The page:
Saturday, 26 March 2011

Neither can I hear any dogs, barking in the night

All week long in the early morning we have been roused from our beds by the sound of cackling laughter, accompanied by the scraping of shovels on rocky earth.

When we have plucked up courage to peer out of the window, we have watched four or five middle-aged ladies in coolie hats and aprons wielding pickaxes in the land right next to our house.

No-one liked to say anything, but we all observed what was there. That the holes dug so neatly were perfectly shallow and grave shaped. But strange, each night, the ladies filled them in again and quickly left the scene.

Each day this odd business has been repeated, broken only by Wednesday, when a man in a yellow anorak came and looked between the graves and a clipboard.

We have all been too wary to ask what exactly is going on. Dig has suggested that they are examining the ground before building a new house. Tiger says the graves are for us and we are all going to die. I say nonsense! Nonsense to both of you. It is much more likely that here is the Abandoned Women Therapy Group out on a weekly exercise where they dig graves for their absent and undevoted husbands, bury their memories, then shovel in the soil again while laughing hysterically, and my guess is, they will undoubtedly feel much better.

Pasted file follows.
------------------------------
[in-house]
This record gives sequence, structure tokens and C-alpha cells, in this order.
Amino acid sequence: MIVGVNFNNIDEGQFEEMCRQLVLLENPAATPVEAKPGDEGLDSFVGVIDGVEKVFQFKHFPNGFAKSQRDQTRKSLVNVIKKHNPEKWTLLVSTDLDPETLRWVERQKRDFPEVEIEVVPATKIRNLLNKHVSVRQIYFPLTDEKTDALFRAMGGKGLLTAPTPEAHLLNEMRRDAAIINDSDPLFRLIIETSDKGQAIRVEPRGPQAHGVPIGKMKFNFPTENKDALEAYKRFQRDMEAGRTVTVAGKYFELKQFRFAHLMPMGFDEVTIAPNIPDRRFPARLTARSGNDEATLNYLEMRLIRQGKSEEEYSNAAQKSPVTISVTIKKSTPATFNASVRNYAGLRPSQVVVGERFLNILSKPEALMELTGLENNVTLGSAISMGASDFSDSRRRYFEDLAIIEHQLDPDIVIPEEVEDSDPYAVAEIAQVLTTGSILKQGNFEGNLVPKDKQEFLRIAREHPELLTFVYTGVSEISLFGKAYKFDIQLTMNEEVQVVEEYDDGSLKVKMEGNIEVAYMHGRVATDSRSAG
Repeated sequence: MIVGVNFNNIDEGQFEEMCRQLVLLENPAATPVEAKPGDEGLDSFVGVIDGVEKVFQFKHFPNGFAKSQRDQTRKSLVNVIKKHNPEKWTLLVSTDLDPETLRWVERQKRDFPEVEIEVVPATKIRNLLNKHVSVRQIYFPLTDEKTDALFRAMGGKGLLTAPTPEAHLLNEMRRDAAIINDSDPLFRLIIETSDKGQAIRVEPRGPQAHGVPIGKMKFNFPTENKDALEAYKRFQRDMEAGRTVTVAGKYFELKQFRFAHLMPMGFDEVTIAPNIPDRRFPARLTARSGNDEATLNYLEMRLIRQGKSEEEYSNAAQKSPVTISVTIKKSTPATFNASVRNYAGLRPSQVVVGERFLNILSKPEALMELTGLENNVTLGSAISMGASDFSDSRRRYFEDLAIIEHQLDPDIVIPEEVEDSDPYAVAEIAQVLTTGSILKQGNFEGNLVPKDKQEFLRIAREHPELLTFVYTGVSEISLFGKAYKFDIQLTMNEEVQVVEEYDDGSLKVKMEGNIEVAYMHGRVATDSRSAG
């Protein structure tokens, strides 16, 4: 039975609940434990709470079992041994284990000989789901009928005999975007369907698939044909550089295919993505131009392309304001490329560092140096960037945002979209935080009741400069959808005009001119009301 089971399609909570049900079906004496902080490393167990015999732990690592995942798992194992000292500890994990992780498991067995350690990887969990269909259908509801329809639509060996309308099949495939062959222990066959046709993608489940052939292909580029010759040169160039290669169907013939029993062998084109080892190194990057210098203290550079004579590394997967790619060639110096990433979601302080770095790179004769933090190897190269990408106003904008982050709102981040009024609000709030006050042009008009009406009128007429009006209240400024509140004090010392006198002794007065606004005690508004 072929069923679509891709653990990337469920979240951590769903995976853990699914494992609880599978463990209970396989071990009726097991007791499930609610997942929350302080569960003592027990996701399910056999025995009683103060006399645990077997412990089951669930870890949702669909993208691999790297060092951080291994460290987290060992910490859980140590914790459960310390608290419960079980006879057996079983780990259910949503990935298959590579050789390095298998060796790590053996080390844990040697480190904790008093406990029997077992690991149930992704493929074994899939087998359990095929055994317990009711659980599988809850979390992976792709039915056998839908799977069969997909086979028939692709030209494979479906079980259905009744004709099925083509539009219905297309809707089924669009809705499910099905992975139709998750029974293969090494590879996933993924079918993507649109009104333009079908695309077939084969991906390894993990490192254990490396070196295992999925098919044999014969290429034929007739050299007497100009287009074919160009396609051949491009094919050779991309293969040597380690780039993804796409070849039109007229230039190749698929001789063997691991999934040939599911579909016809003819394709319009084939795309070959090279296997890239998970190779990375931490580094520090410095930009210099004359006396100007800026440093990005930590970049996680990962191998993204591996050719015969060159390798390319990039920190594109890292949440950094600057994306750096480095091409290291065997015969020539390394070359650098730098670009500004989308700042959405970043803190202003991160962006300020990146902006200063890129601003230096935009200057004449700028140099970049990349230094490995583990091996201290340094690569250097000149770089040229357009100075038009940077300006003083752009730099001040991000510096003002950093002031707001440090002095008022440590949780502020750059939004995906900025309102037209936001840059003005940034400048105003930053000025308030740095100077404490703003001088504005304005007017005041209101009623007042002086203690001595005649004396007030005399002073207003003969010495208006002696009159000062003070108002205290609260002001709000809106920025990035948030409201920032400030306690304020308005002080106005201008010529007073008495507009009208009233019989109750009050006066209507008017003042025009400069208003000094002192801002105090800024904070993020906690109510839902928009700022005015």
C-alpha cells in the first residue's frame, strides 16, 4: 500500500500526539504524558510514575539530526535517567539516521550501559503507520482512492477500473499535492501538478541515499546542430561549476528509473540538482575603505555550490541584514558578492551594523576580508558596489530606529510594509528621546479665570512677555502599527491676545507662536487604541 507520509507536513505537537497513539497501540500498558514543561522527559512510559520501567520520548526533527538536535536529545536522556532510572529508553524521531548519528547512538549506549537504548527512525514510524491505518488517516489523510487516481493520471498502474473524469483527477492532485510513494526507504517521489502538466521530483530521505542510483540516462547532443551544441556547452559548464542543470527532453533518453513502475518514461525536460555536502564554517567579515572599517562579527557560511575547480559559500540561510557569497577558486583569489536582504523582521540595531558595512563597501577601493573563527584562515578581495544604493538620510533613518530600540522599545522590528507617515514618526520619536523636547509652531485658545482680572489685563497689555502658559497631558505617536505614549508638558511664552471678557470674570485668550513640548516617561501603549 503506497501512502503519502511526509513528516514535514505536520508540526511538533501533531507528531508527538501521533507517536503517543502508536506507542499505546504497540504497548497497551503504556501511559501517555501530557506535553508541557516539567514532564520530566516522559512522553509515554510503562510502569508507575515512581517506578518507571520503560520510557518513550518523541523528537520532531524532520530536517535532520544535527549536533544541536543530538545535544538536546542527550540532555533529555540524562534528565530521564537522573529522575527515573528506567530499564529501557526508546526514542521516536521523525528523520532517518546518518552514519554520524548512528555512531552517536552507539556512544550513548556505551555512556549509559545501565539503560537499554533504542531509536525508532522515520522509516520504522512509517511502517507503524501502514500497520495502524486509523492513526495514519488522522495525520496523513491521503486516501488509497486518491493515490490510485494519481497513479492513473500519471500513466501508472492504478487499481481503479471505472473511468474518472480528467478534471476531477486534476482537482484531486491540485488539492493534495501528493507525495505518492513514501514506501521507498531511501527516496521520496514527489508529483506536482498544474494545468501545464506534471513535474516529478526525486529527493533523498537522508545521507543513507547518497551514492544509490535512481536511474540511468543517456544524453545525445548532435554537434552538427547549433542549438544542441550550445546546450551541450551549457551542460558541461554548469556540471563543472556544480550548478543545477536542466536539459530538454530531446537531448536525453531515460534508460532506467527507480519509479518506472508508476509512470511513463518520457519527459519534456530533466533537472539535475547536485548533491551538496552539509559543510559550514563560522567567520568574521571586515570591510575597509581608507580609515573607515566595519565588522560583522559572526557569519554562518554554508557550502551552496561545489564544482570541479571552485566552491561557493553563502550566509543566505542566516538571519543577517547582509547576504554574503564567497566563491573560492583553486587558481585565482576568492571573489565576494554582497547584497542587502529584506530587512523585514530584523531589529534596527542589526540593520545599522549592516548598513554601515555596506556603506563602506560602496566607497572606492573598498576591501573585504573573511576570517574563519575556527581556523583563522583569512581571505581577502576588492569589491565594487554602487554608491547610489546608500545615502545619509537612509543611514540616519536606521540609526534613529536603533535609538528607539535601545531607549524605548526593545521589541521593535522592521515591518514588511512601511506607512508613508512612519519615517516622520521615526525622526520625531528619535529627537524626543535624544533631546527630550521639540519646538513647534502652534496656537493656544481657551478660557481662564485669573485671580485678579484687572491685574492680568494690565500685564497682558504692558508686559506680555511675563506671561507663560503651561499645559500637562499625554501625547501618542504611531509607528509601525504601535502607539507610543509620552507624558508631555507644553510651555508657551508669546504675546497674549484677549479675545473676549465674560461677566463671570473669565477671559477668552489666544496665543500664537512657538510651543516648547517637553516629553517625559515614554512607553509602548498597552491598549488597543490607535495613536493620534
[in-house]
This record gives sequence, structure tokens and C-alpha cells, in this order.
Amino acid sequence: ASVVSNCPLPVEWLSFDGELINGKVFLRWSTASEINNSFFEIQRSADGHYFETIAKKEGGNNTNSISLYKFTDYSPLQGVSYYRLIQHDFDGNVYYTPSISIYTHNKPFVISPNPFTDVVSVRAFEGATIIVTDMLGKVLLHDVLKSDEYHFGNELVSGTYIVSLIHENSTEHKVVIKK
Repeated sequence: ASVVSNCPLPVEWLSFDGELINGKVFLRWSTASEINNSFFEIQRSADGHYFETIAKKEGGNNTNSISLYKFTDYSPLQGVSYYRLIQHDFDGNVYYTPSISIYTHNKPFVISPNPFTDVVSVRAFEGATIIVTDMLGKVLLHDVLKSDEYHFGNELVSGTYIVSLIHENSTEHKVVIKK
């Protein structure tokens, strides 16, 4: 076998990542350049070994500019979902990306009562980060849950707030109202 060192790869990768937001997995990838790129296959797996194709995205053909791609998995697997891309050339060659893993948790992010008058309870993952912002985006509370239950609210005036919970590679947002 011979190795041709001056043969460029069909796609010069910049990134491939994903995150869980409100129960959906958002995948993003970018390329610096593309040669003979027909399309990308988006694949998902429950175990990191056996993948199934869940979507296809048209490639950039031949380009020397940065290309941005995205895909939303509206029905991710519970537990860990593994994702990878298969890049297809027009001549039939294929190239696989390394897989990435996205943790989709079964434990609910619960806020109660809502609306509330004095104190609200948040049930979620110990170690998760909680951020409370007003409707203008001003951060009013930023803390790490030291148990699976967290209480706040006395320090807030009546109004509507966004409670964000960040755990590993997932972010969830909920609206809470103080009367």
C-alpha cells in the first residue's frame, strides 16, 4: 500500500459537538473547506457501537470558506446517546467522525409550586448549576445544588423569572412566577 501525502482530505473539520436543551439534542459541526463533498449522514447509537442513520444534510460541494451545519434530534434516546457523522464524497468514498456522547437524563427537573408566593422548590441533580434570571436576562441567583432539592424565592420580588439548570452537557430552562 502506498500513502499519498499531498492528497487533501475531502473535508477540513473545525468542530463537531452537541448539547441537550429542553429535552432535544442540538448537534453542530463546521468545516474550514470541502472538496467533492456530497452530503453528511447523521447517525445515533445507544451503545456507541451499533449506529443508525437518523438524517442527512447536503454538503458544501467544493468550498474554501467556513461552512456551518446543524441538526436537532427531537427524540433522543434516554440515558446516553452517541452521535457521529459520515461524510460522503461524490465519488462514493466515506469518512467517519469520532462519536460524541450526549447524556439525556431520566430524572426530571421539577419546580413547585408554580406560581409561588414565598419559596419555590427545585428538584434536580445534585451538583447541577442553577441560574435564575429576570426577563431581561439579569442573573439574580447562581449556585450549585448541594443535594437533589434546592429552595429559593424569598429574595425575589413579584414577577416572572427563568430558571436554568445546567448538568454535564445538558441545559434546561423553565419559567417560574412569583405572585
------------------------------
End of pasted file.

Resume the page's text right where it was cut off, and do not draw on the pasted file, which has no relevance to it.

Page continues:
However, I am not totally convinced by my explanation. All is not right, and strange things are happening. Like this photo I find on my camera.

I have no recollection of taking this photo, I have no knowledge of these people, and I can only deduce that someone has broken into the house, and put this picture on my phone as evidence in some dastardly deed about to be committed upon us.